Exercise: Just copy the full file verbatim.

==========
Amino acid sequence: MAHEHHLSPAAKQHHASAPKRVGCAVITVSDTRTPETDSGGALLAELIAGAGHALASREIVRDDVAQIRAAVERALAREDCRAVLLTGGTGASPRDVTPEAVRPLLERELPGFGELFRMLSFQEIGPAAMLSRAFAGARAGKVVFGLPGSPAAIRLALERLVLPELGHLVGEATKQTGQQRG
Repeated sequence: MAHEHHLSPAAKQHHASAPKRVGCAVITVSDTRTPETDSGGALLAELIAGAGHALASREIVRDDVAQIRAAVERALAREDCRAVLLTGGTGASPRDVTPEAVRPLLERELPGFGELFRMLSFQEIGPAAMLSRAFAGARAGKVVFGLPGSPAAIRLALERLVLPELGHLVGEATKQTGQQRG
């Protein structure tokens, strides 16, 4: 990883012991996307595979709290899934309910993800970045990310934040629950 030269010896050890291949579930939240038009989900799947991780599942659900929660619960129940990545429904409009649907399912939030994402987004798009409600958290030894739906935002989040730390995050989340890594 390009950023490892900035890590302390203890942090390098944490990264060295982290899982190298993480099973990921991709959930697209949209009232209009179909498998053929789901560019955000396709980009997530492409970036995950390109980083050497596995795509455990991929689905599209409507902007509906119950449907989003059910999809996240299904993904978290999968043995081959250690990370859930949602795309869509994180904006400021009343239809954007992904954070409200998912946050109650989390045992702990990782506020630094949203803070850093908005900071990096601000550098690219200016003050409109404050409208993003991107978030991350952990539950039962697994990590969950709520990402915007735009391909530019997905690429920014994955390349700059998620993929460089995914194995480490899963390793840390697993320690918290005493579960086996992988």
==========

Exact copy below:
Amino acid sequence: MAHEHHLSPAAKQHHASAPKRVGCAVITVSDTRTPETDSGGALLAELIAGAGHALASREIVRDDVAQIRAAVERALAREDCRAVLLTGGTGASPRDVTPEAVRPLLERELPGFGELFRMLSFQEIGPAAMLSRAFAGARAGKVVFGLPGSPAAIRLALERLVLPELGHLVGEATKQTGQQRG
Repeated sequence: MAHEHHLSPAAKQHHASAPKRVGCAVITVSDTRTPETDSGGALLAELIAGAGHALASREIVRDDVAQIRAAVERALAREDCRAVLLTGGTGASPRDVTPEAVRPLLERELPGFGELFRMLSFQEIGPAAMLSRAFAGARAGKVVFGLPGSPAAIRLALERLVLPELGHLVGEATKQTGQQRG
């Protein structure tokens, strides 16, 4: 990883012991996307595979709290899934309910993800970045990310934040629950 030269010896050890291949579930939240038009989900799947991780599942659900929660619960129940990545429904409009649907399912939030994402987004798009409600958290030894739906935002989040730390995050989340890594 390009950023490892900035890590302390203890942090390098944490990264060295982290899982190298993480099973990921991709959930697209949209009232209009179909498998053929789901560019955000396709980009997530492409970036995950390109980083050497596995795509455990991929689905599209409507902007509906119950449907989003059910999809996240299904993904978290999968043995081959250690990370859930949602795309869509994180904006400021009343239809954007992904954070409200998912946050109650989390045992702990990782506020630094949203803070850093908005900071990096601000550098690219200016003050409109404050409208993003991107978030991350952990539950039962697994990590969950709520990402915007735009391909530019997905690429920014994955390349700059998620993929460089995914194995480490899963390793840390697993320690918290005493579960086996992988």